Answer: Nothing, it is simply the character's sense of humour. She knows Neo will become the One but also knows that Neo won't believe her so she puts on an act and tells Neo what he wants to hear.
Question: I understand most of The Matrix and I get the whole "there is no spoon concept," too. However I don't get why Morpheus could not apply the same principles when he was captured by Smith and the agents. Why could he not break free from the handcuffs then because "there simply are no handcuffs"?Is it because he had serum and had his sunglasses taken off of him? Please explain. It's driving us nuts.
Answer: He has been beaten and drugged. He can't focus enough to break the cuffs while the agents were there. If he tried, he would be beaten again and/or probably killed.
Question: When Cypher is in the restaurant with Smith, is this before he was set free from the Matrix? I'm not too sure if it was the same for him, but I know they try and get them when they are young rather than older, so if it was during him being free, would he have been caught?
Answer: Cypher was out of the matrix when he met Smith at the restaurant. Like those on the ship, he had to plug into the system anytime he wanted to go into the Matrix. Cypher was being used as a mole by Smith to get to Morpheus. There would be no reason to take him out as he was working with them.
Question: I could never understand this in any of the Matrix movies. They need to go to a phone that is ringing in order to leave the Matrix and go to the real world. The guy in their command center tells them where they can find that phone. Why can they not use any phone in the Matrix? Why do they have to go so far to get to a ringing phone? And why can't they just use their cell phone they have on them in order to get back to the real world?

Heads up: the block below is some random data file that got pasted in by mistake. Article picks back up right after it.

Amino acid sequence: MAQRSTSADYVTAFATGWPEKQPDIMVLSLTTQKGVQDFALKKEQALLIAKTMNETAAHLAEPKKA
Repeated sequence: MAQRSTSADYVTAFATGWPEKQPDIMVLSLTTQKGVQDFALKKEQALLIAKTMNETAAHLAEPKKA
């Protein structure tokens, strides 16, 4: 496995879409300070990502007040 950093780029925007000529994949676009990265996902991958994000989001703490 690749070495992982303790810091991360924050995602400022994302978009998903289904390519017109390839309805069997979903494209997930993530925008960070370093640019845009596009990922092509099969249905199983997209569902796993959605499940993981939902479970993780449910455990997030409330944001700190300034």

Answer: It has to be a hard line phone, one that is part of the matrix code, that's been previously hacked by the rebels. There's a network of them throughout the city, and the operator directs them to the nearest one after activating it. Their cell phones won't work because they aren't part of the matrix; they're loaded in just like the guns and clothes. It's possible the "hard" aspect of the phone also translates to a literal physical connection in the real world which the rebels can connect to.
Answer: She means that they are other people who may be "the One". They're not, of course, but this is in a way a test of Neo to see if he is ready to become "the One" or if he doubts himself too much.
Question: On the rooftop in chapter 31, Neo asks Trinity if she can fly "that thing". Trinity says "not yet" and calls Tank for a B212 helicopter pilot training program. How does she know what kind of helicopter it is if she's never piloted one?
Answer: Its not out of the question. My 8 Year old nephew knows the make and model of most cars but he's never driven one.
Answer: They're not going to kill him themselves, the statement is meant to refer to the fact that the course of action that they're going to take is likely to lead to his death - possibly because he's really too old to be freed, or because he'll do something stupid because he believes that he's the One, something that the rest of the crew seem less than convinced about.
Question: How do the hovercraft work? I know the glowing pads contribute to the hovering ability, but is that based on any real technology? And why don't the sentinels have the hover-pads?
Answer: The hover pads work by electro-magnetic repulsion much like the mag-lev trains we have today only much more so. They would not leave a trace of propellant to be followed/tracked/traced nor would they be especially hotter than ambient temperature like jet engines etc. The sentinals do not care if they are tracked, but it is not clear if they use a more advanced form of this technology or something else. Remember that the Zion people have to start over from scratch every so often while the machine culture is constantly advancing so the humans' technology would not necessarily be as advanced.
Answer: "There is no spoon" because the spoon doesn't really exist; it's just a bunch of images inside the Matrix. For Neo to use his powers, he can't think of bending the spoon (or surviving a fall, or jumping a gap, or dodging bullets) because in even accepting the existence of the spoon (or the fall, or the gap, or the bullets) he'll be acknowledging it's impossible to do so. He has to see all these things as just reflections of the Matrix (as he indeed does at the end) and manipulate them in those terms, to use his powers.